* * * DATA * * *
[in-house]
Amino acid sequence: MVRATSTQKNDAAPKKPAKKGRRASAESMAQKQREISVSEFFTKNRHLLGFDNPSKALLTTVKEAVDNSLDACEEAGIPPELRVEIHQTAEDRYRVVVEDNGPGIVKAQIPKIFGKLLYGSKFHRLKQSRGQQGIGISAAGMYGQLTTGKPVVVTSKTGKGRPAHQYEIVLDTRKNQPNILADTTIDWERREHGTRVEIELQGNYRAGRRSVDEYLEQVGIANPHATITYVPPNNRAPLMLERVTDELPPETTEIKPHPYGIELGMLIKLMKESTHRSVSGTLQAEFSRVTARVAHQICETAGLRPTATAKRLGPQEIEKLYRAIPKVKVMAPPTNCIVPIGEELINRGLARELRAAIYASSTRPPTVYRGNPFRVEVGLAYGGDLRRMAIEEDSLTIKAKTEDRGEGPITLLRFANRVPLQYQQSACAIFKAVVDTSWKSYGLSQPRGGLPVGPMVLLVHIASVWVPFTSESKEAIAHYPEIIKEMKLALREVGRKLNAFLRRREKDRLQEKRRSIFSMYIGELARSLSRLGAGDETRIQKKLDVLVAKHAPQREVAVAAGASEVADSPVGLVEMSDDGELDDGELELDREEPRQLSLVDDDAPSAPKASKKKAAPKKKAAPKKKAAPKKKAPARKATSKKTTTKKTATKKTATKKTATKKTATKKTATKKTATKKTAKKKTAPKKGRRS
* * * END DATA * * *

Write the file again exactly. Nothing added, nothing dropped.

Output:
[in-house]
Amino acid sequence: MVRATSTQKNDAAPKKPAKKGRRASAESMAQKQREISVSEFFTKNRHLLGFDNPSKALLTTVKEAVDNSLDACEEAGIPPELRVEIHQTAEDRYRVVVEDNGPGIVKAQIPKIFGKLLYGSKFHRLKQSRGQQGIGISAAGMYGQLTTGKPVVVTSKTGKGRPAHQYEIVLDTRKNQPNILADTTIDWERREHGTRVEIELQGNYRAGRRSVDEYLEQVGIANPHATITYVPPNNRAPLMLERVTDELPPETTEIKPHPYGIELGMLIKLMKESTHRSVSGTLQAEFSRVTARVAHQICETAGLRPTATAKRLGPQEIEKLYRAIPKVKVMAPPTNCIVPIGEELINRGLARELRAAIYASSTRPPTVYRGNPFRVEVGLAYGGDLRRMAIEEDSLTIKAKTEDRGEGPITLLRFANRVPLQYQQSACAIFKAVVDTSWKSYGLSQPRGGLPVGPMVLLVHIASVWVPFTSESKEAIAHYPEIIKEMKLALREVGRKLNAFLRRREKDRLQEKRRSIFSMYIGELARSLSRLGAGDETRIQKKLDVLVAKHAPQREVAVAAGASEVADSPVGLVEMSDDGELDDGELELDREEPRQLSLVDDDAPSAPKASKKKAAPKKKAAPKKKAAPKKKAPARKATSKKTTTKKTATKKTATKKTATKKTATKKTATKKTATKKTAKKKTAPKKGRRS